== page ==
The hexamethylene tetraamine is mixed into the IPA. After combining the balance of the ingredients, 0.1353 grams of Alizarine Green GN and 0.0410 grams of Metanil Yellow Dye are added per gallon of cleaning concentrate.
Non-Acid Bowl and Bathroom Cleaner
A non-acid bowl and bathroom cleaner is prepared by mixing the following ingredients:
______________________________________2-butoxyethanol 15.40%Hexylene glycol 15.00%d-limonene 15.00%SLS 2.00%Dimethyl glyoxime 0.50%Monoethanolamine-99% 2.00%NINOL 201 2.50%NPX (9.5 moles type) 47.60%______________________________________
After combining the foregoing ingredients, 1.37 fluid ounces of fragrance (Lemon Joy) and 0.80 grams of Red Oil Dye No. 2144 are added per gallon of cleaning concentrate.
Acidic Bowl and Bathroom Cleaner
An acidic bowl and bathroom cleaner is prepared by mixing the following ingredients:
______________________________________25% citric acid/hexylene glycol solution 80.00%Hexylene glycol 9.00%NPX (9.5 moles type) 2.50%Isopropyl alcohol-99% 8.50%______________________________________
The hexylene glycol and NPX are added to the citric acid solution and mixed for 10 minutes. The composition will thin after addition of isopropyl alcohol. Some of the isopropyl alcohol should be retained as a solvent for adding dye (Rhodamine B Extra, 0.1970 grams/gal of composition) to the composition. Baby powder fragrance is also added in an amount of 8.00 fluid ounces per gallon of composition.
A ball wash is prepared by mixing the following ingredients:
______________________________________Hexylene glycol 98.95%Surfonic LF-17 1.00%N-alkyl dimethylbenzyl 0.05%ammonium (BARDAC ™ 208M)______________________________________
After combining the foregoing ingredients, 0.50 fluid ounces of lemon fragrance are added per gallon of cleaning concentrate.
Cleaning Concentrate Packets
The compositions of Examples 1-13 are packaged in water-soluble films as follows. Two polyvinyl alcohol films (M-8630, Monosol) measuring approximately 1 to 6 inches wide by 1 to 6 inches long (with the size selected based on the desired volume of the resulting packet) are heat sealed to each other along both longitudinal edges and along a line spaced about 0.2 inches from the bottom edge. As summarized in the following table, each polyvinyl alcohol packet is then filled with a unit dose (UD, in grams) of one of the example cleaning concentrates (EX) through the opening in the top portion of the pouch (see the following Table). Thereafter, the top portion is also heat sealed along a line spaced about 0.2 inches from the top edge.
______________________________________EX 1 2 3 4 5 6 7 8 9 10 11 12 13 UD 30 45 45 45 30 20 12 12 12 12 12 12 12______________________________________
Each packet is added to an amount of water appropriate for the unit dosage of cleaning concentrate contained therein. The packets release their respective cleaning concentrates upon addition to water.
Germicidal Detergent Containing Packet
A germicidal detergent concentrate is prepared by mixing the following ingredients:
______________________________________Ingredient Weight %______________________________________BTC-888 ™ 63.5NPX 25Hexylene glycol 9.5Marine fragrance 2.0______________________________________
The foregoing ingredients are mixed to provide a homogeneous mixture. Erio Blue GRL dye is then added in an amount of 22.75 grams per gallon of the mixture to provide the germicidal detergent concentrate having a pH of about 7.3, a weight per gallon of about 7.8 and a specific gravity of about 0.939.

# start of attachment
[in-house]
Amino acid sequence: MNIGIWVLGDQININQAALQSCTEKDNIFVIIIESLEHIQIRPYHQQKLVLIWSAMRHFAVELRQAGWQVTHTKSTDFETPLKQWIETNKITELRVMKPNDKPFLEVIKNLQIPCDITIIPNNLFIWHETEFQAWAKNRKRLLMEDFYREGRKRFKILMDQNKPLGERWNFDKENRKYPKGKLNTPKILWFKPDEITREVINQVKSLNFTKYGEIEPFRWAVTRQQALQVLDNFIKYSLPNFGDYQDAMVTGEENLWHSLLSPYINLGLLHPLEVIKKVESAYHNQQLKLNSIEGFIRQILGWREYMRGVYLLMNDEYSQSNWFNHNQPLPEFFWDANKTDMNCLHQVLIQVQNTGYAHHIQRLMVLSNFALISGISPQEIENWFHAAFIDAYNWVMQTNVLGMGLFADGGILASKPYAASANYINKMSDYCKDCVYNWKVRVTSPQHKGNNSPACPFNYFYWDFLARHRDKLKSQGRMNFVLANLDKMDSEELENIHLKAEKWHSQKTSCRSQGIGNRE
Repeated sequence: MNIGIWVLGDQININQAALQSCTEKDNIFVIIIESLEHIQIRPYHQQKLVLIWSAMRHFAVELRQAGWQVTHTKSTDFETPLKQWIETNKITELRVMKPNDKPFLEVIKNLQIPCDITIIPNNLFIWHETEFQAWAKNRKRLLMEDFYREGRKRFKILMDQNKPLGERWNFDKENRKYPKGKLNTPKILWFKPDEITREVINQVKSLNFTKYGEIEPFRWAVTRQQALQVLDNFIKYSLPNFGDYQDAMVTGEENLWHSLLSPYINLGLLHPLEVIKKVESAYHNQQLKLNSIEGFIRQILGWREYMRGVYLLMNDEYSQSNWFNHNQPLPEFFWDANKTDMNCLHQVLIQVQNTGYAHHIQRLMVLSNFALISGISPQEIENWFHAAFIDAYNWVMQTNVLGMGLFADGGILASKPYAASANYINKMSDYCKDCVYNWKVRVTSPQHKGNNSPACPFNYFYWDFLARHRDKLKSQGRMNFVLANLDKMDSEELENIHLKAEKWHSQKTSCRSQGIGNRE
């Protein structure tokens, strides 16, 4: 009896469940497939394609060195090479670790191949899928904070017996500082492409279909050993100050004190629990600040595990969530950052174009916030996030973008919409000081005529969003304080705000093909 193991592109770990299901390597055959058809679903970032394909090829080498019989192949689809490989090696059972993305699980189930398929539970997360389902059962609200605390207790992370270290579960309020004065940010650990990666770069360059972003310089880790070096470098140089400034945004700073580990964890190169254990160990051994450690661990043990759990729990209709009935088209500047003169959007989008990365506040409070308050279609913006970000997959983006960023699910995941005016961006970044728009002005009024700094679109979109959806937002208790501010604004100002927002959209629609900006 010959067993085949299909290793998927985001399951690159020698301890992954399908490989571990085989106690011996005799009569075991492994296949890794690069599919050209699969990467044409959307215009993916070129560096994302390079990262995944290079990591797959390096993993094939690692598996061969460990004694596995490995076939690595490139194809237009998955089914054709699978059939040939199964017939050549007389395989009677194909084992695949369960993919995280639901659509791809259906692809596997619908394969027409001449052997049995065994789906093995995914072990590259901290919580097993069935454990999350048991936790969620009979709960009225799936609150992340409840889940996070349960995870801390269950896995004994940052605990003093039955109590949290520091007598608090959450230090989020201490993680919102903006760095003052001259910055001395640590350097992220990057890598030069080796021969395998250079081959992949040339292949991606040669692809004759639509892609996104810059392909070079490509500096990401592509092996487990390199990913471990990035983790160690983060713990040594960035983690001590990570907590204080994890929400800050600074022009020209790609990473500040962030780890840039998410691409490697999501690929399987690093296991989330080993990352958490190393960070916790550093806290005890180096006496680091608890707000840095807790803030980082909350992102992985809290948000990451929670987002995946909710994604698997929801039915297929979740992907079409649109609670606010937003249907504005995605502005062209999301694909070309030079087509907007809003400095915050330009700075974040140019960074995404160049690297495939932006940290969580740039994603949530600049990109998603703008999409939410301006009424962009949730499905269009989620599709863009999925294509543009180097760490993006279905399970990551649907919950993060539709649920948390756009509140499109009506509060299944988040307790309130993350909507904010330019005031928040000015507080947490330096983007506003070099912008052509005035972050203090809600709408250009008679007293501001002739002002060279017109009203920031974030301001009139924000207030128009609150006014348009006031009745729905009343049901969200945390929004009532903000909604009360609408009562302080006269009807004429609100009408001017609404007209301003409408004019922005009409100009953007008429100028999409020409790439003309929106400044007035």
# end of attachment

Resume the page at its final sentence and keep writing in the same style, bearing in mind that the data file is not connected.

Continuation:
The germicidal detergent concentrate is packaged in a water-soluble film to provide a packet in accordance with the procedure described in Example 14. The packet is added to an amount of water appropriate for the unit dosage of cleaning concentrate contained therein. The packet releases the germicidal detergent concentrate upon addition to water to provide a germicidal detergent solution ready for application to a surface to be cleaned and disinfected.
While the invention has been described in detail and with reference to specific examples thereof, it will be apparent to one skilled in the art that various changes and modifications can be made therein without departing from the spirit and scope thereof.
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|U.S. Classification||510/439, 510/296, 510/504, 510/409, 510/338, 510/406, 510/337, 510/384, 510/418|
|International Classification||C11D3/48, C11D3/20, C11D1/835, C11D1/72, C11D1/62, C11D17/04, C11D11/00|
|Cooperative Classification||C11D11/0023, C11D1/72, C11D1/835, C11D3/2086, C11D11/0017, C11D3/48, C11D3/2044, C11D3/2017, C11D17/043, C11D3/2065, C11D1/62|
|European Classification||C11D3/20B1B, C11D3/48, C11D17/04B2L, C11D3/20B3, C11D1/835, C11D3/20B2A, C11D1/72, C11D3/20E5, C11D11/00B2D, C11D11/00B2A|
|7 Jun 1999||AS||Assignment|
Owner name: DICKLER CHEMICAL LABORATORIES, INC., PENNSYLVANIA
Free format text: ASSIGNMENT OF ASSIGNORS INTEREST;ASSIGNORS:DICKLER, LAWRENCE R.;RUCK, J. BARRY;REEL/FRAME:010006/0848;SIGNING DATES FROM 19990316 TO 19990527
|20 Apr 2004||FPAY||Fee payment|
Year of fee payment: 4
|28 Sep 2007||SULP||Surcharge for late payment|
|14 Apr 2008||FPAY||Fee payment|
Year of fee payment: 8
|8 Dec 2011||FPAY||Fee payment|
Year of fee payment: 12
|16 May 2012||AS||Assignment|
Free format text: ASSIGNMENT OF ASSIGNORS INTEREST;ASSIGNOR:DICKLER CHEMICAL LABORATORIES, INC.;REEL/FRAME:028219/0934
Owner name: BIG 3 PACKAGING, LLC, PENNSYLVANIA
Effective date: 20111231